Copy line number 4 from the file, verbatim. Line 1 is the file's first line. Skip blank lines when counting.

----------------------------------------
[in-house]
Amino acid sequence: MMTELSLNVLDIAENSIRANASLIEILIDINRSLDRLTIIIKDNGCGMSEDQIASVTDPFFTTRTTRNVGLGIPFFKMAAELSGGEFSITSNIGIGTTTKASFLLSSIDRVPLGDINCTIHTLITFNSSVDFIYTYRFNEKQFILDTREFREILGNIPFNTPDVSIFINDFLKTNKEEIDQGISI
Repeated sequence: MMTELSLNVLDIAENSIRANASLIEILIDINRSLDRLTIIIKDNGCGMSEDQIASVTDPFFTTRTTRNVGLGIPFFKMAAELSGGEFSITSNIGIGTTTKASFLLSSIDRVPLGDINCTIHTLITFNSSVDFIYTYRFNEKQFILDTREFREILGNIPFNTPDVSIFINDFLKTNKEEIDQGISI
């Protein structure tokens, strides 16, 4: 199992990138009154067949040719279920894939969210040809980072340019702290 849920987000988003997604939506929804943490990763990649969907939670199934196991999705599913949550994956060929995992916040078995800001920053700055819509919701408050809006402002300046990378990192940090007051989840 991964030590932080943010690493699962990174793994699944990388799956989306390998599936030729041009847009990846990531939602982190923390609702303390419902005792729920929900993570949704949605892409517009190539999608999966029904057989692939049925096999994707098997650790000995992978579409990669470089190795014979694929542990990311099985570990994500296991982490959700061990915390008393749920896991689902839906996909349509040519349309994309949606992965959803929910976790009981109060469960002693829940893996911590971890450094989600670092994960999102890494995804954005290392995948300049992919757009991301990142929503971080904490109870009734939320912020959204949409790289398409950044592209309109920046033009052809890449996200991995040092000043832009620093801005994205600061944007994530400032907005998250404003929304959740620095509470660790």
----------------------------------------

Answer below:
């Protein structure tokens, strides 16, 4: 199992990138009154067949040719279920894939969210040809980072340019702290 849920987000988003997604939506929804943490990763990649969907939670199934196991999705599913949550994956060929995992916040078995800001920053700055819509919701408050809006402002300046990378990192940090007051989840 991964030590932080943010690493699962990174793994699944990388799956989306390998599936030729041009847009990846990531939602982190923390609702303390419902005792729920929900993570949704949605892409517009190539999608999966029904057989692939049925096999994707098997650790000995992978579409990669470089190795014979694929542990990311099985570990994500296991982490959700061990915390008393749920896991689902839906996909349509040519349309994309949606992965959803929910976790009981109060469960002693829940893996911590971890450094989600670092994960999102890494995804954005290392995948300049992919757009991301990142929503971080904490109870009734939320912020959204949409790289398409950044592209309109920046033009052809890449996200991995040092000043832009620093801005994205600061944007994530400032907005998250404003929304959740620095509470660790």